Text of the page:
• f. Actual performance subsequent to release failing to meet expectations set before release due to factors such as the following:
      • 1. A significant adverse change in technological, regulatory, legal, economic, or social factors that could affect the public’s perception of a film or the availability of a film for future showings
      • 2. A significant decrease in the amount of ultimate revenue expected to be recognized.
    • g. A change in the predominant monetization strategy of a film resulting in the film being predominantly monetized with other films and/or license agreements.

    35-12B The following are examples of events or changes in circumstances for a film group that indicate that an entity shall assess whether the fair value of a film group is less than its unamortized film costs:

    • a. A significant adverse change in technological, regulatory, legal, economic, or social factors that could affect the fair value of the film group
    • b. A significant decrease in the number of subscribers or forecasted subscribers, or the loss of a major distributor
    • c. A current-period operating or cash flow loss combined with a history of operating or cash flow losses or a projection of continuing losses associated with the use or exploitation of a film group.

    The ASU also amends the impairment guidance in ASC 920-350 for licensed content so it aligns with the fair value model for owned content. Accordingly, for licensed content that is not part of a film group, the ASU states that if “the programming usefulness of a program, series, package, or daypart are revised downward,” any unamortized capitalized costs should be written down to fair value.

    connecting-the-dots

    Connecting the Dots

    For episodic content that is predominantly monetized on its own, the removal of the cost capitalization constraint could increase the risk for impairment. Accordingly, under ASU 2019-02, entities will need to carefully consider their processes and controls for identifying impairment indicators as well as for determining the fair value of the individual asset or asset group. Determining fair value will require new inputs and assumptions in comparison with the historical net realizability model. If impairments are identified, entities will have additional disclosure requirements under the ASU.

  • Removal of the asset classification guidance — Entities will need to use judgment to determine how to appropriately classify capitalized costs for producing and licensing content on the balance sheet as either current or noncurrent because the ASU eliminates the historical classification guidance within ASC 926-20 and ASC 920-350.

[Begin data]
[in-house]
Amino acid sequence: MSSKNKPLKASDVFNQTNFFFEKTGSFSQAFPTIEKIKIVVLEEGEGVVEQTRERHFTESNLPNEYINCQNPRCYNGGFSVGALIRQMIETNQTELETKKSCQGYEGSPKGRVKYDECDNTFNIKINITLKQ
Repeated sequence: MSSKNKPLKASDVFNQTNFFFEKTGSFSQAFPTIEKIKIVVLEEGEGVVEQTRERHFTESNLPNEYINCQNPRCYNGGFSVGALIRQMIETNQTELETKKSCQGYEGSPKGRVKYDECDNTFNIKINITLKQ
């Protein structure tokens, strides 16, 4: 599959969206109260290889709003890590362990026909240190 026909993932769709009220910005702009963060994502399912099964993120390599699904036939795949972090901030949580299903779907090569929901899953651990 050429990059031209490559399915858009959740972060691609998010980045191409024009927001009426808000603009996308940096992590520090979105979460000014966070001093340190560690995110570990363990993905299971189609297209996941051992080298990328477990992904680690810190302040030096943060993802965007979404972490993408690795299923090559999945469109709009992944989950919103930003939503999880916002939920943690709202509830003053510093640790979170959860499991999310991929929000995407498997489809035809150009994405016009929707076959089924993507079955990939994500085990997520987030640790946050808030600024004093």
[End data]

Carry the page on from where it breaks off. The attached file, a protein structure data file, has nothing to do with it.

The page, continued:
Disclosure Requirements

ASU 2019-02 also amends and supersedes parts of the current disclosure guidance in ASC 926-20-50. Below are the disclosure requirements under the ASU.

ASC 926-20

50-1 Paragraph superseded by Accounting Standards Update No. 2019-02.

50-1A An entity shall disclose its methods of accounting for film costs, including, but not limited to, the following:

  • a. The method(s) used in computing amortization
  • b. For impairment, a description of the unit(s) of account used for impairment testing and the method(s) used for determining fair value.

50-2 An entity shall disclose the components of film costs (including released, completed and not released, in production, or in development or preproduction) separately for films predominantly monetized on their own and films predominantly monetized with other films and/or license agreements.

50-3 Paragraph superseded by Accounting Standards Update No. 2019-02.

50-4 Paragraph superseded by Accounting Standards Update No. 2019-02.

50-4A An entity shall disclose the following information in the financial statements or in the notes to financial statements for each period for which a statement of financial performance is presented:

  • a. The aggregate amortization expense for each period, separately for films predominantly monetized on their own and films predominantly monetized with other films and/or license agreements
  • b. The caption in the income statement where the amortization is recorded.

50-4B For the most recent annual period for which a statement of financial position is presented, an entity shall disclose the following in the notes to financial statements, separately for films predominantly monetized on their own and for films predominantly monetized with other films and/or license agreements:

  • a. For completed and not released films, the portion of the costs of completed films that an entity expects to amortize during the upcoming operating cycle. An operating cycle is presumed to be 12 months. An entity shall disclose its operating cycle if it is other than 12 months.
  • b. For released films, the portion of the costs of released films recognized at the date of the most recent statement of financial position that an entity expects to amortize within each of the next three operating cycles.

50-4C For impairment amounts recognized for films or film groups, an entity shall disclose the following information in the notes to financial statements that include the period in which the impairment is recognized:

  • a. A general description of the facts and circumstances leading to the impairment
  • b. The aggregate amount of impairment losses